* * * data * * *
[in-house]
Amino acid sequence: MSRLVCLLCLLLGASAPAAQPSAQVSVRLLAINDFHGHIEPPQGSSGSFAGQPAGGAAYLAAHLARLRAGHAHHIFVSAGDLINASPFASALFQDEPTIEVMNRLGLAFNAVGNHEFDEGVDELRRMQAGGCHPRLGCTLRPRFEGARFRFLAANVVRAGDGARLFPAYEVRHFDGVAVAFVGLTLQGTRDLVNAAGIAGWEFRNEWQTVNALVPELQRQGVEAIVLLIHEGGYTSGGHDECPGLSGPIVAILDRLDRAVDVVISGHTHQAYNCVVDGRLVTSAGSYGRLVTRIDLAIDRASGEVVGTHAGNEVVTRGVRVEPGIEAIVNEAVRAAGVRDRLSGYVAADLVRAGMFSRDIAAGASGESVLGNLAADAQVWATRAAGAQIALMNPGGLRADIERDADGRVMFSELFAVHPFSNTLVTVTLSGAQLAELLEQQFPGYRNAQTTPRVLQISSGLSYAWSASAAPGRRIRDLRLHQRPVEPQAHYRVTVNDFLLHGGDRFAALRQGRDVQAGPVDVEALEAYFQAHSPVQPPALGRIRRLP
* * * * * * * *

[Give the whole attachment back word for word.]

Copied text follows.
[in-house]
Amino acid sequence: MSRLVCLLCLLLGASAPAAQPSAQVSVRLLAINDFHGHIEPPQGSSGSFAGQPAGGAAYLAAHLARLRAGHAHHIFVSAGDLINASPFASALFQDEPTIEVMNRLGLAFNAVGNHEFDEGVDELRRMQAGGCHPRLGCTLRPRFEGARFRFLAANVVRAGDGARLFPAYEVRHFDGVAVAFVGLTLQGTRDLVNAAGIAGWEFRNEWQTVNALVPELQRQGVEAIVLLIHEGGYTSGGHDECPGLSGPIVAILDRLDRAVDVVISGHTHQAYNCVVDGRLVTSAGSYGRLVTRIDLAIDRASGEVVGTHAGNEVVTRGVRVEPGIEAIVNEAVRAAGVRDRLSGYVAADLVRAGMFSRDIAAGASGESVLGNLAADAQVWATRAAGAQIALMNPGGLRADIERDADGRVMFSELFAVHPFSNTLVTVTLSGAQLAELLEQQFPGYRNAQTTPRVLQISSGLSYAWSASAAPGRRIRDLRLHQRPVEPQAHYRVTVNDFLLHGGDRFAALRQGRDVQAGPVDVEALEAYFQAHSPVQPPALGRIRRLP